This is incredibly broad, particularly considering that these funds are likely to flow to such a wide range of departments and agencies. Functionally, accepting federal funds could mean that tax cuts could not be financed by any savings—no matter how far removed from the federal aid—in departments dealing with public health, public safety, education, social services, and certain infrastructure projects. This represents a massive federal entanglement in state fiscal authority. In this area, rather than mitigating the concerns addressed in pending litigation, Treasury appears to have created new ones.

Commendably, Treasury adopts a de minimis threshold for tax revenue changes to avoid creating headaches for states considering policies with only incidental revenue impacts. Treasury’s interim rule establishes that state revenues can be reduced by 1 percent of the FY 2019 baseline without triggering recoupment. This state harbor, however, appears to be a threshold, not an exclusion, meaning that a state with a 1 percent reduction in revenues would pay nothing, but a state with a 1.1 percent reduction would be on the hook for all 1.1 percent, not just the 0.1 percent above the safe harbor.

Treasury provides some additional details on how it would determine the amount of revenue forgone by tax cuts, moreover, but questions remain. Each year, state governments would be required to transmit to the federal government an account of all revenue-reducing changes and all covered spending reductions, with projections of revenue reductions associated with any tax change. Essentially, Treasury begins with states’ own estimates of revenue losses, introducing a lack of consistency, since some states are more conservative than others in their estimates.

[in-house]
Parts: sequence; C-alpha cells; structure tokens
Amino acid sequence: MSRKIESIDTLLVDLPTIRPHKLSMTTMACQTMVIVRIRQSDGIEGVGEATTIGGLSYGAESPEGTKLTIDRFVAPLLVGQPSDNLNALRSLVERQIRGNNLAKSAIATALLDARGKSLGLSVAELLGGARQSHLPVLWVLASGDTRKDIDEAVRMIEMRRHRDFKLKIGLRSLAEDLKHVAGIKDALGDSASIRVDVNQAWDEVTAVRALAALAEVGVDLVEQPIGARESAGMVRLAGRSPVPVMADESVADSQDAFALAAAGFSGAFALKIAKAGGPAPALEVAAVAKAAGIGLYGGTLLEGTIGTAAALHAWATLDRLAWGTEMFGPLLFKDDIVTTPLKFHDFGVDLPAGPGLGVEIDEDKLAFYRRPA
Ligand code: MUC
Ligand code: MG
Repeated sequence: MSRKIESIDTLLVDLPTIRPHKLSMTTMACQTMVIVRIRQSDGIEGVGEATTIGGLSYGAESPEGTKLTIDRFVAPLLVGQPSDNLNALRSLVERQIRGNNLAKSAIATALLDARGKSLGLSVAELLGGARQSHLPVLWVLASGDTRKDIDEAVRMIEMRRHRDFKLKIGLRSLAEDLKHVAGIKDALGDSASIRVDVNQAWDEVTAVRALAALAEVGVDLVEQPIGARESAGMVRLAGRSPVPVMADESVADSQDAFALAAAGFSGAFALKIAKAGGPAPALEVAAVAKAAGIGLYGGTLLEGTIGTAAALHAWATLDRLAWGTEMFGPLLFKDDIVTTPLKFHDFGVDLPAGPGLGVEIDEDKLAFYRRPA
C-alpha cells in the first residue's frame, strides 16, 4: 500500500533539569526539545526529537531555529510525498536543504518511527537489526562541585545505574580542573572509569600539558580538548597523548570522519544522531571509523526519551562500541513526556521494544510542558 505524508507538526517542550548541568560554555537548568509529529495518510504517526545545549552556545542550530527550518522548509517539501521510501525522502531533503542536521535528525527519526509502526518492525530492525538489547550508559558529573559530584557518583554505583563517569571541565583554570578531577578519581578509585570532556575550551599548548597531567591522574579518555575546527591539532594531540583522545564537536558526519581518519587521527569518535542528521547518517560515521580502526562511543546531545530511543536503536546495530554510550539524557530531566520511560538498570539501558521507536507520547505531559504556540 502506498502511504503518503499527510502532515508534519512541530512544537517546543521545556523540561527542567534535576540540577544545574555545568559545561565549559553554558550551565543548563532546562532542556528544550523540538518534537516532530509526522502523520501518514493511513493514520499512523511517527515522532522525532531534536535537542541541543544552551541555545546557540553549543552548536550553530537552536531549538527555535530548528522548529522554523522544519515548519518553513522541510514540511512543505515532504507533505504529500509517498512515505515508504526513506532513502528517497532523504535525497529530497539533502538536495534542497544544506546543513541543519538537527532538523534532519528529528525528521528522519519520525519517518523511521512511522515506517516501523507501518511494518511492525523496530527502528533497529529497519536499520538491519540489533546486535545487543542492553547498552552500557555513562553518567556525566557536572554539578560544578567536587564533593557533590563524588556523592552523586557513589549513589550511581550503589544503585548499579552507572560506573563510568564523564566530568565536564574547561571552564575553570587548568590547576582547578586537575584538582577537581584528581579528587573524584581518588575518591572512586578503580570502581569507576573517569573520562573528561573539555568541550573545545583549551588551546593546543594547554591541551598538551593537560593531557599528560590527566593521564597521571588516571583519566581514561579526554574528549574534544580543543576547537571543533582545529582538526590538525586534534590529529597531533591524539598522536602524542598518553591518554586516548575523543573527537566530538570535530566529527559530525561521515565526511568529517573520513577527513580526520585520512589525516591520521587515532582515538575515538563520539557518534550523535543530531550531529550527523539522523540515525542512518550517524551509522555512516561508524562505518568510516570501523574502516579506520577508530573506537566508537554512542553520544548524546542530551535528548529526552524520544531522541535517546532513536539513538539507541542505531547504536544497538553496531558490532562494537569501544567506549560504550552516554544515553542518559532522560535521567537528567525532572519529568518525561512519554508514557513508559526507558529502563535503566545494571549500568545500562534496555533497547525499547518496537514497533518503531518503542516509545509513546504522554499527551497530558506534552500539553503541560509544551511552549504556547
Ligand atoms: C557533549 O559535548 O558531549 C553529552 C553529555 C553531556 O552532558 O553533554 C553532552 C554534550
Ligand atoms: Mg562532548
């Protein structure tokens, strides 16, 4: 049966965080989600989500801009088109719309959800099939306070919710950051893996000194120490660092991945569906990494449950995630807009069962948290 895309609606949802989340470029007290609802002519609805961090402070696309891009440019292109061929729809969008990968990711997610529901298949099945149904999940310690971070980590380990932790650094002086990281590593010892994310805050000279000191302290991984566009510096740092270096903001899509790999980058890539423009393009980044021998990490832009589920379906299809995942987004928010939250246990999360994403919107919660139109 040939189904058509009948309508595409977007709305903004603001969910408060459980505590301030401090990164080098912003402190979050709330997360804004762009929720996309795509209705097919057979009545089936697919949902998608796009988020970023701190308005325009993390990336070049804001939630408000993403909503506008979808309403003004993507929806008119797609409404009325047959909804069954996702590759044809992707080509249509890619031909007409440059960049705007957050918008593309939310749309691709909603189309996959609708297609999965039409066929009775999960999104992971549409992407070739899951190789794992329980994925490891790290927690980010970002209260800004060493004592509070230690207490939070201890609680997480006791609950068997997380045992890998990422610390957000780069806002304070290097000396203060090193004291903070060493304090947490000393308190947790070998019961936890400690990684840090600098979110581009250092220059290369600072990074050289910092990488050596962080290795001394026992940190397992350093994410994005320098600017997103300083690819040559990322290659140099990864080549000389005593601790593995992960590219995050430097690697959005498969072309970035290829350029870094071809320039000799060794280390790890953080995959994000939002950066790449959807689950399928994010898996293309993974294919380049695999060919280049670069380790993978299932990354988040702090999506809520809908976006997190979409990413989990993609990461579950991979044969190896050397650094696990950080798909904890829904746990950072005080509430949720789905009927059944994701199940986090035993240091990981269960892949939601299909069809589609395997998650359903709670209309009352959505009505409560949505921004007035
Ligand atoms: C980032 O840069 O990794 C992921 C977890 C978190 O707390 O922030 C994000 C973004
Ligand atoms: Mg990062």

States are prohibited from using dynamic scoring for this purpose; they cannot assume that these policies will result in positive macroeconomic effects that will offset some of the revenue losses scored on a static basis. Importantly, there is a revenue reduction cap: the federal government cannot recoup more than the amount of actual reductions in revenue against the inflation-adjusted FY 2019 baseline. States will also have an opportunity to seek reconsideration of Treasury decisions, introducing additional information—for instance, about spending cuts that were already planned prior to March 3, 2021. It is unclear, though, how much leeway this will provide states.

Expanding on a prior Treasury statement, the new guidance also establishes that conformity to recent changes in the Internal Revenue Code will not count as a net reduction in tax revenue even if they have that effect. This is true even if the state has static (fixed date) conformity and must affirmatively adopt new conformity legislation during the covered period. Exempting tax conformity is good news for states, but is also somewhat arbitrary.

A plain reading of the prior statement suggested that conformity to any new federal provisions would be covered, while the guidance speaks of “simply conform[ing],” which may mean that selective conformity to specific revenue-reducing provisions (like the exclusion of $10,200 in unemployment compensation benefits from the income tax) could count against a state but updating a conformity date to capture all changes (except those already excluded by prior statute) would be permitted. There is also no indication of what constitutes a “recent” change to the Internal Revenue Code. What would happen if a state belatedly conformed to revenue-reducing provisions of the Tax Cuts and Jobs Act?

Many states are currently finalizing their state budgets and are set to adjourn their legislative sessions for the year, if they have not done so already. States are also on the clock for making decisions about how to use the federal aid, with half of the funding (all of it for some states) arriving this month.

Federal lawmakers have put their state counterparts in an impossible spot, forced to budget under significant uncertainty surrounding an expansive claim of federal power. While some questions are likely to be left to the courts, many observers hoped that this eagerly anticipated federal guidance would give states the authority to enact their own fiscal policy with confidence. Unfortunately, while the new interim rule clears up several important questions, it raises new ones that will continue to keep state officials up at night.